- Librairie: Antiquarian Bookshop Buddenbrooks, Inc. (Stati Uniti)
- Année de parution: 1828-1840
- Éditeur: John Murray [and] Thomas and William Boone
- Poids de l'envoi: 750 g
- Lieu d'édition: London
6 volumes. First Edition of all six volumes. Illustrated throughout with fifty-five finely engraved maps and plans. Large 8vo, very handsomely bound and signed by Sotheran & Co. in fine polished calf, the spines with gilt stopped raised bands separating six compartments featuring elaborate and fully gilt panels composed of gilt floral vines along the borders and gilt ornamental devices at the centers, two compartments with green morocco labels gilt trimmed and gilt lettered, the covers with double gilt fillet rules at the borders, corner floral tools and gilt edges, the turnovers decorated in blind, marbled end-leaves, all edges marbled. A beautiful set of the scarce first edition, the text remarkably bright, the plates all in proper order, occasional notes of foxing as is normal for the paper used, the handsome antique signed bindings all beautifully preserved, strong, tight and in excellent condition showing only the most superficial evidence of age or use. AN EXPECIALLY HANDSOME FIRST EDITION SET OF NAPIER'S INFLUENTIAL WORK, and the work for which he is best remembered. Napier, who would rise to become a British general and knighted historian, fought as a young Brigade Major in the Peninsular War. His history of the conflict, while subjective, remained the authoritative text on the Peninsular War for a long period and is still considered to be the most iconic work on the subject. His objective and the purpose for which he would try his hand at historiography was to defend the memory of Sir John Moore and to prevent the glory of his old chief being overshadowed by that of Wellington. Wellington in fact gave Napier much assistance in his endeavor, and handed over the whole of Joseph Bonaparte's correspondences that were captured at the battle of Vittoria.
The first volume of Napier's History appeared in 1828. The publisher John Murray was disappointed by the sales of the first volume so Napier published the remainder himself. But it was at once seen that the great deeds of the Peninsular War were about to be fittingly commemorated. The excitement which followed the appearance of each volume was proof of innumerable pamphlets issued by those who believed themselves to be victims, by dint of personal altercations with many distinguished officers. The success of the book proved still further an absence of competition amidst bitter controversy. The histories of Southey and Lord Londonderry fell still-born, and Sir George Murray, Wellington's quartermaster-general, who had been determined to produce an historical work, gave up the attempt in despair. Napier's success was due to a combination of factors. When in 1840 the last volume of the History was published, his fame not only in England but in France and Germany was well established.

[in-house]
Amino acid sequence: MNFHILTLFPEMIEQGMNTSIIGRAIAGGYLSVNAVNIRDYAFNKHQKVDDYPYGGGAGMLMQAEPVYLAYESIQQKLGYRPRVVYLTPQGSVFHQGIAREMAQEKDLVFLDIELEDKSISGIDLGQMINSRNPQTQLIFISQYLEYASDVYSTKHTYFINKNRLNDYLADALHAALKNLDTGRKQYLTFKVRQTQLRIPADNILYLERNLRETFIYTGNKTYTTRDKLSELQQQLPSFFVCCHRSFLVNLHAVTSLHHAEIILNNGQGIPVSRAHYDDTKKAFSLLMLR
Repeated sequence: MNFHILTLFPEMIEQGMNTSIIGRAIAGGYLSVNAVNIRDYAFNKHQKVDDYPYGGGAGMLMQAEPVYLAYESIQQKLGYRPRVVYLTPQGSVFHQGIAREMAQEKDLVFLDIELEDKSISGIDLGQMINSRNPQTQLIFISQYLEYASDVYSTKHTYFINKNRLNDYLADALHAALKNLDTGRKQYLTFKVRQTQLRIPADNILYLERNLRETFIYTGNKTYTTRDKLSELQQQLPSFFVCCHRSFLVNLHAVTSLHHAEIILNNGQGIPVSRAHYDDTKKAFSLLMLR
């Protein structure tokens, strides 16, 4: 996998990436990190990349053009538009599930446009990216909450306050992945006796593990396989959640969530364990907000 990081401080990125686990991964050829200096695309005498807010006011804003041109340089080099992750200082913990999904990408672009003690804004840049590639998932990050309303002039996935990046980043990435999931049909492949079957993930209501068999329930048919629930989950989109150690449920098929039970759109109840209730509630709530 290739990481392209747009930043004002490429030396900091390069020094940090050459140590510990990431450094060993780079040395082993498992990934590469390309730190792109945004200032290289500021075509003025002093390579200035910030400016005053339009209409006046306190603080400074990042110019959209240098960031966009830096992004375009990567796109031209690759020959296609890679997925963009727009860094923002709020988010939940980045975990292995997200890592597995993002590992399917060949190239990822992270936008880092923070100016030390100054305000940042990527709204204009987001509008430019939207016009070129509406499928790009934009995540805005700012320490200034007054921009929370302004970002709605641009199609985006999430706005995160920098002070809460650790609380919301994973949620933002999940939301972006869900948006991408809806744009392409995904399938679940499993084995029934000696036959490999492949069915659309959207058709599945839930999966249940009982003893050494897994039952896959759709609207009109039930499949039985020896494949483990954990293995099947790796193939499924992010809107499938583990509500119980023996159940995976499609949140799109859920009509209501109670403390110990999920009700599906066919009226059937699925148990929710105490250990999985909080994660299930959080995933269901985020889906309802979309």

The Peninsular War (1807–1814) was the military conflict fought by Spain, the United Kingdom and Portugal against the invading and occupying forces of France for control of the Iberian Peninsula during the Napoleonic Wars. In Spain, it is considered to overlap with the Spanish War of Independence. After Napoleonic France had occupied Spain, which had been its ally, Napoleon forced the abdications of Ferdinand VII and his father Charles IV and installed his brother Joseph Bonaparte on the Spanish throne. Most Spaniards rejected French rule and fought a bloody war to oust them. The war on the peninsula lasted until the Sixth Coalition defeated Napoleon in 1814, and it is regarded as one of the first wars of national liberation and is significant for the emergence of large-scale guerrilla warfare.
The British Army, under then Lt. Gen. Sir Arthur Wellesley, later the 1st Duke of Wellington, guarded Portugal and campaigned against the French in Spain alongside the reformed Portuguese army. In 1812, when Napoleon set out with a massive army on what proved to be a disastrous French invasion of Russia, a combined allied army under Wellesley pushed into Spain, defeating the French at Salamanca and taking the capital Madrid. In the following year Wellesley scored a decisive victory over King Joseph Bonaparte's army in the Battle of Vitoria. Pursued by the armies of Britain, Spain and Portugal, Marshal Jean-de-Dieu Soult, no longer getting sufficient support from a depleted France, led the exhausted and demoralized French forces in a fighting withdrawal across the Pyrenees during the winter of 1813–1814.
While the French were victorious in battle, they were eventually defeated, as their communications and supplies were severely tested and their units were frequently isolated, harassed or overwhelmed by partisans fighting an intense guerrilla war of raids and ambushes. The Spanish armies were repeatedly beaten and driven to the peripheries, but they would regroup and relentlessly hound and demoralize the French troops. This drain on French resources led Napoleon, who had unwittingly provoked a total war, to call the conflict the "Spanish Ulcer".
War and revolution against Napoleon's occupation led to the Spanish Constitution of 1812, but the burden of war destroyed the social and economic fabric of Portugal and Spain, and ushered in an era of social turbulence, increased political instability, and economic stagnation. Devastating civil wars between liberal and absolutist factions, led by officers trained in the Peninsular War, persisted in Iberia until 1850. The cumulative crises and disruptions of invasion, revolution and restoration led to the independence of most of Spain's American colonies and the independence of Brazil, which remained a monarchy, after severing ties with Portugal. (Wiki. Peninsular War; William Francis Patrick Napier 2021)